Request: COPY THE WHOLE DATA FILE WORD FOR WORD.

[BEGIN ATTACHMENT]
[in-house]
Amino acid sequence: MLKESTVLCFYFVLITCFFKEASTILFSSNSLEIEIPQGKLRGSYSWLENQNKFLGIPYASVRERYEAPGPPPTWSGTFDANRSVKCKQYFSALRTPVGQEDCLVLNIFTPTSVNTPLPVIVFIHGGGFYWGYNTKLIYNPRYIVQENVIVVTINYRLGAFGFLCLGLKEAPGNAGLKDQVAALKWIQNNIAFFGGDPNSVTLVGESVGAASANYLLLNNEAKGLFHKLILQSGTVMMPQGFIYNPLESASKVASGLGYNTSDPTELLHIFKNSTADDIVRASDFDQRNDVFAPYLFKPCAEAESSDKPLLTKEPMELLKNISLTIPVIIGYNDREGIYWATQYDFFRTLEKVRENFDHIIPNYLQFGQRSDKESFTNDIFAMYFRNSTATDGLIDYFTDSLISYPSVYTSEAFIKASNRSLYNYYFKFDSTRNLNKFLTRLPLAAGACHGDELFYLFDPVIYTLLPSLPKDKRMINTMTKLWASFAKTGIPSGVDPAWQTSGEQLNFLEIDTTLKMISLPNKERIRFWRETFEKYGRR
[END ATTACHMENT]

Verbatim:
[in-house]
Amino acid sequence: MLKESTVLCFYFVLITCFFKEASTILFSSNSLEIEIPQGKLRGSYSWLENQNKFLGIPYASVRERYEAPGPPPTWSGTFDANRSVKCKQYFSALRTPVGQEDCLVLNIFTPTSVNTPLPVIVFIHGGGFYWGYNTKLIYNPRYIVQENVIVVTINYRLGAFGFLCLGLKEAPGNAGLKDQVAALKWIQNNIAFFGGDPNSVTLVGESVGAASANYLLLNNEAKGLFHKLILQSGTVMMPQGFIYNPLESASKVASGLGYNTSDPTELLHIFKNSTADDIVRASDFDQRNDVFAPYLFKPCAEAESSDKPLLTKEPMELLKNISLTIPVIIGYNDREGIYWATQYDFFRTLEKVRENFDHIIPNYLQFGQRSDKESFTNDIFAMYFRNSTATDGLIDYFTDSLISYPSVYTSEAFIKASNRSLYNYYFKFDSTRNLNKFLTRLPLAAGACHGDELFYLFDPVIYTLLPSLPKDKRMINTMTKLWASFAKTGIPSGVDPAWQTSGEQLNFLEIDTTLKMISLPNKERIRFWRETFEKYGRR